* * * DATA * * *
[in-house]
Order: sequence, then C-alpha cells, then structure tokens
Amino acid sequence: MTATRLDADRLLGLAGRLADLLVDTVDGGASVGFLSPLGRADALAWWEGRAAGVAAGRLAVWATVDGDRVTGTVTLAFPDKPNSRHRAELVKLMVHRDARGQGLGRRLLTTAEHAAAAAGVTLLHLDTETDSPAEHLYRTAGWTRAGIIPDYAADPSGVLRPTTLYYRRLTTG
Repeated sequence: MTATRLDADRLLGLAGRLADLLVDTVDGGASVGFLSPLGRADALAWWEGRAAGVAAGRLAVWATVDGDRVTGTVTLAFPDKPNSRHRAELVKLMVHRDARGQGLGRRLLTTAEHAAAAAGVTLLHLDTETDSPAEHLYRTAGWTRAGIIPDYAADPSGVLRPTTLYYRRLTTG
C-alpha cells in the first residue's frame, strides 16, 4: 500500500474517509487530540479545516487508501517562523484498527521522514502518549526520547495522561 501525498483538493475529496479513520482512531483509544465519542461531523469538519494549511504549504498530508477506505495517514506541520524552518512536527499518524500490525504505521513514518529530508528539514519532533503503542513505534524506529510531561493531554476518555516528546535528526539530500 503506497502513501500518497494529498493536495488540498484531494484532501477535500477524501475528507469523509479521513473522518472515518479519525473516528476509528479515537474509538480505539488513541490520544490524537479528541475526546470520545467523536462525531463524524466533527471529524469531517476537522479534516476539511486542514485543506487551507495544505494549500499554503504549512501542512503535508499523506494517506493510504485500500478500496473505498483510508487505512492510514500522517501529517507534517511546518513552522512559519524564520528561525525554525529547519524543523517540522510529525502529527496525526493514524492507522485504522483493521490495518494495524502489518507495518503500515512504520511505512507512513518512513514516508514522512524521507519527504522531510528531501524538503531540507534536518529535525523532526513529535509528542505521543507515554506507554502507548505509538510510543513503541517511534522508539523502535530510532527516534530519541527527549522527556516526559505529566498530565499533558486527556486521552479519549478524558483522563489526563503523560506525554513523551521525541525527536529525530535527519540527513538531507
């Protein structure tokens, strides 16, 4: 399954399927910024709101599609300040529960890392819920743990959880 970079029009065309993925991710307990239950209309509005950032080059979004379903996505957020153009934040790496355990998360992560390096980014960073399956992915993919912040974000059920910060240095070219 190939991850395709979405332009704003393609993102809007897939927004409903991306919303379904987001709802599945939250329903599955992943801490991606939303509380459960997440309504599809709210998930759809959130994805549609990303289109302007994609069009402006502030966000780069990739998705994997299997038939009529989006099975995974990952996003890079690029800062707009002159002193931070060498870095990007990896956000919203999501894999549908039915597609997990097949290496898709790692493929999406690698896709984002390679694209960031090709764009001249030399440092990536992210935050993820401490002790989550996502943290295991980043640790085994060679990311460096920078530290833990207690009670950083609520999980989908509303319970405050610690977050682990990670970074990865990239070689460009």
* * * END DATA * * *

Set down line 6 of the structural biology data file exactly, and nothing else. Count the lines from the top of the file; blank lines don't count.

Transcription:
């Protein structure tokens, strides 16, 4: 399954399927910024709101599609300040529960890392819920743990959880 970079029009065309993925991710307990239950209309509005950032080059979004379903996505957020153009934040790496355990998360992560390096980014960073399956992915993919912040974000059920910060240095070219 190939991850395709979405332009704003393609993102809007897939927004409903991306919303379904987001709802599945939250329903599955992943801490991606939303509380459960997440309504599809709210998930759809959130994805549609990303289109302007994609069009402006502030966000780069990739998705994997299997038939009529989006099975995974990952996003890079690029800062707009002159002193931070060498870095990007990896956000919203999501894999549908039915597609997990097949290496898709790692493929999406690698896709984002390679694209960031090709764009001249030399440092990536992210935050993820401490002790989550996502943290295991980043640790085994060679990311460096920078530290833990207690009670950083609520999980989908509303319970405050610690977050682990990670970074990865990239070689460009």